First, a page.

Chapter 1 -My Alzheimer’s Journey

I have decided to write this journal as A J Jones (my pseudonym). This gives me a safe, honest place to be able to share this journey of my experiences with you.  I have done some research into Alzheimer’s and while I have educated myself on many aspects of this terrible disease, this journey is from my heart. This is very personal and at times almost unbearable.

I want to tell you about my Mother. She is a very outgoing, kind, caring woman who always put others before herself. After my father passed away in 1997 she became more active in volunteering. She has volunteered in the Church choir, various women’s groups, the local hospital and the Senior’s home. She has always been there to assist her many friends with rides, visits and whatever she could do to help to ease the burdens in their lives. She is extremely social and  attended all the senior gatherings in the area. She has always gone above and beyond with her kindness and she lives a very full, active life. Of course her family has always been her first priority, mainly her grandchildren. She is always ready and able to do whatever they needed. Grandma makes the world an awesome place! She has a light, it’s the only way I can find to describe it to you, the light just shone through her always.  She is that person who makes everyone feel good. My mom worked with the public for most of her life and so there are many people that hold wonderful memories of her. Still today after being retired for almost 30 years people recognize her and come and speak to her. Kindness is an amazing gift, it just keeps giving.

There are so many more things I could share about her but I will leave you with this thought.  We all have many roles in this life, some of us choose them, some are placed upon us. Some of the roles we can handle and some not so much! Whatever the role, whatever the challenge, my Mother has handled them all with dignity and courage and grace.  Yes a truly remarkable woman.

November 15, 2012 something changed. She could not stand up. She could not remember my phone number at work (I had been there for 10 years). Thankfully she remembered Mary’s (her friend) phone number. The call came directly to my desk. Mary was frantic” Your mom is locked in her apartment and she can’t stand up. She is in the chair and she can’t move.”   I told my co-worker something was wrong with my Mom and I was gone. I was only 10 minutes away but it felt like an eternity to get there. I found enough strength inside me and calmed my racing mind so I could be sensible in the situation. When I arrived the neighbours were in the hallway of the building worried about my Mom locked in the apartment and none of them had a key.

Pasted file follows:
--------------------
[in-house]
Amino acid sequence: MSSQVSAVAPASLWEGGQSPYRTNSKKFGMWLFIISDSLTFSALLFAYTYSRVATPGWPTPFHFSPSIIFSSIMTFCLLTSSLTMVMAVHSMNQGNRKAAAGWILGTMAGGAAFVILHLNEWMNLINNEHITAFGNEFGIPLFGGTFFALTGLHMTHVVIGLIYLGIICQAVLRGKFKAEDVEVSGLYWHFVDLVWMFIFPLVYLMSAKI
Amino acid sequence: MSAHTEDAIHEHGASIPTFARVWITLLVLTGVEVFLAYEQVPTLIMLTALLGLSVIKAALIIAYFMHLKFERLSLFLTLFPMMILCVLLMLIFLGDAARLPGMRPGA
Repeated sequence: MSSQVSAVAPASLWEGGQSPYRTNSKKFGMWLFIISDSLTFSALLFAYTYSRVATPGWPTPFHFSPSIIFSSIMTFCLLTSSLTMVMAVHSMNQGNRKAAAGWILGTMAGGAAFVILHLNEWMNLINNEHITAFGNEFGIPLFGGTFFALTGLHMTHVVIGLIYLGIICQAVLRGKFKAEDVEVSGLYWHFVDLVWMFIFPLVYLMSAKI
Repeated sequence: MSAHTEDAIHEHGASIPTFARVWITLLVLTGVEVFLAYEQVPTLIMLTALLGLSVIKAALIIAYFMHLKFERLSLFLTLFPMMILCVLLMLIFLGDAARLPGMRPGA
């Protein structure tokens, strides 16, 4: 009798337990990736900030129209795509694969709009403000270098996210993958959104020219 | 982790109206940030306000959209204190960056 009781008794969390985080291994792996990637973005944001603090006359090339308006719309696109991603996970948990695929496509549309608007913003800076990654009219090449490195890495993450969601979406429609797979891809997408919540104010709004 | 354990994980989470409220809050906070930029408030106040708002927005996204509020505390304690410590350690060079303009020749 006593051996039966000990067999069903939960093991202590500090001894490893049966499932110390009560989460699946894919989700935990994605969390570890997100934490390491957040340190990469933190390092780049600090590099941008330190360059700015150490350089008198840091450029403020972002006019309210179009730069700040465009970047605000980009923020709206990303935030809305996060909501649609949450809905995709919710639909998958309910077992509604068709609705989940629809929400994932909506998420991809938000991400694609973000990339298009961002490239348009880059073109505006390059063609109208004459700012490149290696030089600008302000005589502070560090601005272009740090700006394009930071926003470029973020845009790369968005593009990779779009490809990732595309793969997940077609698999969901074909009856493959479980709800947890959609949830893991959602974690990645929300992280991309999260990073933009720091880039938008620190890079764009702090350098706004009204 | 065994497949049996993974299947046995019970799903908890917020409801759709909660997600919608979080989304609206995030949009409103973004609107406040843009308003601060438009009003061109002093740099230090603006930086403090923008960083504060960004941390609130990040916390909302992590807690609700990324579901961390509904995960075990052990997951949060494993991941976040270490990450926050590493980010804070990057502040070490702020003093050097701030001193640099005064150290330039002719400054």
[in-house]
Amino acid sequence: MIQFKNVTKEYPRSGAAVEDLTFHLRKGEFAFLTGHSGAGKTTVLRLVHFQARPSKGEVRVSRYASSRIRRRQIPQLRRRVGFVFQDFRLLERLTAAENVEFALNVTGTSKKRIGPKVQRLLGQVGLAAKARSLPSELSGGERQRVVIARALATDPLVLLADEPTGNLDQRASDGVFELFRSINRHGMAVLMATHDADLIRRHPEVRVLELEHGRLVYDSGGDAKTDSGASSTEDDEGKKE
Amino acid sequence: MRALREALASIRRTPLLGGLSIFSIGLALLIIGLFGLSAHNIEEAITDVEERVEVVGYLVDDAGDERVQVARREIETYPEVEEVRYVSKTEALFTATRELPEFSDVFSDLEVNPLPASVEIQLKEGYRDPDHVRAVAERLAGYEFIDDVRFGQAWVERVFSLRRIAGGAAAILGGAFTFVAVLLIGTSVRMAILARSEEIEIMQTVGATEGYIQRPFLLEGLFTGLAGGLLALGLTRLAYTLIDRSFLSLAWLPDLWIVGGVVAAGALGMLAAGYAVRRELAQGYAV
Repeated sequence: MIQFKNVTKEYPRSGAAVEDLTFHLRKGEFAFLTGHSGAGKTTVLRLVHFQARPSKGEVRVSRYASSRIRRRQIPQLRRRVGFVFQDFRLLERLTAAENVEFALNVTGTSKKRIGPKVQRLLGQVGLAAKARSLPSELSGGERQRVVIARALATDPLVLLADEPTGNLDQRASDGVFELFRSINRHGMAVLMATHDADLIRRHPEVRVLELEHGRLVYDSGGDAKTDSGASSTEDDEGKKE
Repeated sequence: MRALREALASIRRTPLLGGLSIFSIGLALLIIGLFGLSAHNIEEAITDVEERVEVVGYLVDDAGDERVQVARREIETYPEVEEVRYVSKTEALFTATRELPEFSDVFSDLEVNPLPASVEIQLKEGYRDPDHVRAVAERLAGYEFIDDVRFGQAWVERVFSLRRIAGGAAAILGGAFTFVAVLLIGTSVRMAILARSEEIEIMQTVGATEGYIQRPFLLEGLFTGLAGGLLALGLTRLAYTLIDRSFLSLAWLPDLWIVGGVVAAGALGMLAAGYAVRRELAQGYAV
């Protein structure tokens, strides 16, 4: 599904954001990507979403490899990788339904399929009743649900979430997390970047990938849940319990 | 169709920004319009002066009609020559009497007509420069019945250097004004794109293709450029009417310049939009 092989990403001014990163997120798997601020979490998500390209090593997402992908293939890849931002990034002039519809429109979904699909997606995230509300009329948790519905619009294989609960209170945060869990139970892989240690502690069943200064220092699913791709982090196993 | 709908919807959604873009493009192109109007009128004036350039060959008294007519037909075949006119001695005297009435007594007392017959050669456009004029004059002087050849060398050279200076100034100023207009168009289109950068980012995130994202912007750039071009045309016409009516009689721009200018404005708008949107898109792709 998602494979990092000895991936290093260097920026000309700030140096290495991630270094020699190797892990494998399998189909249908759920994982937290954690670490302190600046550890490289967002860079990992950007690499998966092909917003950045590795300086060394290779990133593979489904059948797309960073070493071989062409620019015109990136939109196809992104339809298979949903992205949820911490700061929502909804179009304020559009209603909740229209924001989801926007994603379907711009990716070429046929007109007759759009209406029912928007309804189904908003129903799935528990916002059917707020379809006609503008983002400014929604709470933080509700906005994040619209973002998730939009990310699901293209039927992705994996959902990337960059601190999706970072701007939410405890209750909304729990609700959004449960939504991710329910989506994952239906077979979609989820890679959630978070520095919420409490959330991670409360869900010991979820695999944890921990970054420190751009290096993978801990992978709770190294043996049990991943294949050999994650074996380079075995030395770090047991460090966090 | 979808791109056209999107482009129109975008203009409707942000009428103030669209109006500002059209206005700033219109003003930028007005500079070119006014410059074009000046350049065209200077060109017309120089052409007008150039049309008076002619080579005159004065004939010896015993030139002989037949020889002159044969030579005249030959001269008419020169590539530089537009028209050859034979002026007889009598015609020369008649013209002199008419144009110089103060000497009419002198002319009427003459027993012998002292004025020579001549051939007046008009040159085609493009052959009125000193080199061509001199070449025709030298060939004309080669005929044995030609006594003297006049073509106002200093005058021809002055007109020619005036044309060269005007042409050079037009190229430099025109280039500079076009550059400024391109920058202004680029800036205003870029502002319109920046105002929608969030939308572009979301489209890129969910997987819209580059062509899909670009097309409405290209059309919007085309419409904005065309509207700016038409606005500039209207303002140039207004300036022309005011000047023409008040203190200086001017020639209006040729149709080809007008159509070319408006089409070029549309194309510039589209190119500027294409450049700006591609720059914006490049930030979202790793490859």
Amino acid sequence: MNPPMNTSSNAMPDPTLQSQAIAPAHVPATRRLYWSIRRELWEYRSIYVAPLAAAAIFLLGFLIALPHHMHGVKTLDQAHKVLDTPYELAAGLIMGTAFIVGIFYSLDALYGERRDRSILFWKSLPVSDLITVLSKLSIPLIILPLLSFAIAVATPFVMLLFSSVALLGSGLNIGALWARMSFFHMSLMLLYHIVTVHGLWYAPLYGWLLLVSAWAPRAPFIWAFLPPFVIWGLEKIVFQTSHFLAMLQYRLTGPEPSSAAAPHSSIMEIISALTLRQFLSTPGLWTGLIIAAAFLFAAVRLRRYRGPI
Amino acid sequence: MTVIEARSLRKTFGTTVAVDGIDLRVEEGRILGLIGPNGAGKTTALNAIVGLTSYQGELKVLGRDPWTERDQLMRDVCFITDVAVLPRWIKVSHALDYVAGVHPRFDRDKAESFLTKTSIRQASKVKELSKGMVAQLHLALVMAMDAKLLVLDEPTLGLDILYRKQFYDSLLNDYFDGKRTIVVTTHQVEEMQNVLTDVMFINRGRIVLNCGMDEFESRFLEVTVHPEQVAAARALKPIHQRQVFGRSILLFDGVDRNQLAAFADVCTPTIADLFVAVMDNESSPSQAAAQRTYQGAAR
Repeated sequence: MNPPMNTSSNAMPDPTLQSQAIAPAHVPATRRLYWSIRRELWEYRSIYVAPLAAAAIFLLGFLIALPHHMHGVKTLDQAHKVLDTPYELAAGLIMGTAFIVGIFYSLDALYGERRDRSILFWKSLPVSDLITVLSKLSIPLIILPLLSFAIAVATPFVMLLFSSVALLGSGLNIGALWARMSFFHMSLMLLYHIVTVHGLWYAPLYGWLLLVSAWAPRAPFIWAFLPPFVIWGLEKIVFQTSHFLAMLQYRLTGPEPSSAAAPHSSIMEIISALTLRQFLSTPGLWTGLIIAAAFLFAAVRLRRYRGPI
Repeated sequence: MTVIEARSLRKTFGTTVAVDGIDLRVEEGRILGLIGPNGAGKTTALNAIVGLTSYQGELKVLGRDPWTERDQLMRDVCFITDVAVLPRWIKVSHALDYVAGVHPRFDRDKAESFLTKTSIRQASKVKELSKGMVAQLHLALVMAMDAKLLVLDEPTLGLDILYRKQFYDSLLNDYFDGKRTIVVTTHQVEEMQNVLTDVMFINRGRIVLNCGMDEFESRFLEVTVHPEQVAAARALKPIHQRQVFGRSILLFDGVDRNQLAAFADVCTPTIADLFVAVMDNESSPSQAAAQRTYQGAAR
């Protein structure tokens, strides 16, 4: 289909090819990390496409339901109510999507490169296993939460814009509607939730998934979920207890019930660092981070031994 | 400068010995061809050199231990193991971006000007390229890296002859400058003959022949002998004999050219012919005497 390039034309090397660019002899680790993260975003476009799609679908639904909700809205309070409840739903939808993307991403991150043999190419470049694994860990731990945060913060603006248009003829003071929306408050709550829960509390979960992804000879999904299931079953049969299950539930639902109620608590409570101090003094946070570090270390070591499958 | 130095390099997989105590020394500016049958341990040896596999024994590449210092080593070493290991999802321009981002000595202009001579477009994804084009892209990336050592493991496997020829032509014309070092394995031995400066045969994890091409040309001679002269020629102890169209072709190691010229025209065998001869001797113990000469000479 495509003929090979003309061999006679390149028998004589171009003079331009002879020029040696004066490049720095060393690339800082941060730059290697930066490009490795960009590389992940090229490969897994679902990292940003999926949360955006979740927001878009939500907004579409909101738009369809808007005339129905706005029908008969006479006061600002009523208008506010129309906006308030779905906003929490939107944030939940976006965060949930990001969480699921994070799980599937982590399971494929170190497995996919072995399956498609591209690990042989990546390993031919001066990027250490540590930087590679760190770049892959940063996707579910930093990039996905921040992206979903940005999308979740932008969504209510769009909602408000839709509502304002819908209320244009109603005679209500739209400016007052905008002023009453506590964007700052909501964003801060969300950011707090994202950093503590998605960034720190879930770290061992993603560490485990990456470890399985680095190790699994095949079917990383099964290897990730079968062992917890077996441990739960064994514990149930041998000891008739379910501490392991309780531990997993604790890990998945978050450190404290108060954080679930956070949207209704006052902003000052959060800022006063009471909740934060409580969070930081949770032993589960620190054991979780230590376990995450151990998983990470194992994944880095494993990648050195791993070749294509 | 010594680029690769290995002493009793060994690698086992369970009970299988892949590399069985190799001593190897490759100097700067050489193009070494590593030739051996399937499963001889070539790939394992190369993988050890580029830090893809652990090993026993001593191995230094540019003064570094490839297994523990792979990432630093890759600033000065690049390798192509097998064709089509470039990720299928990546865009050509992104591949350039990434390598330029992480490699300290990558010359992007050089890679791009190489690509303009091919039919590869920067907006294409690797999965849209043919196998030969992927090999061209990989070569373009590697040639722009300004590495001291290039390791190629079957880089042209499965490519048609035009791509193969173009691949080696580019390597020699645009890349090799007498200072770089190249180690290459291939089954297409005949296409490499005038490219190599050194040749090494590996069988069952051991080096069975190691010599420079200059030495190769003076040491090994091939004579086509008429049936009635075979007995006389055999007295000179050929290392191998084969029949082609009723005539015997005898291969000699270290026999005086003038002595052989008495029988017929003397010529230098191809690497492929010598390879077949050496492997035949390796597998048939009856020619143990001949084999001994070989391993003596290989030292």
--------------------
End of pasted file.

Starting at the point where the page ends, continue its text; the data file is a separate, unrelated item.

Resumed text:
I entered to find her sitting there with a look on her face of such fear I will never forget it. She had blood on her bottom lip and a small trickle running down her chin. I had called 911 en route to her apartment as  I was concerned about a stroke. I was talking to her and she seemed to understand me but she was not  able to speak.

The ambulance arrived and they assessed the situation, took her vital signs and tried to get her to stand, but her legs would not hold her. After further encouragement somehow she stood and got onto the gurney. They transported her to the hospital where she endured numerous tests. The MRI confirmed that she had not had a stroke. The next day she could get up and move from the bed to the chair and 2 days later she was walking a very few steps with the aid of a walker. On Day 2 she began speaking again as if nothing had happened. As her 10 day hospital stay progressed she was walking the length of the hall with the aid of the walker and her balance was back! It was good news but there were still no answers as to why it had happened. The next discovery that we were about to make would change our lives forever.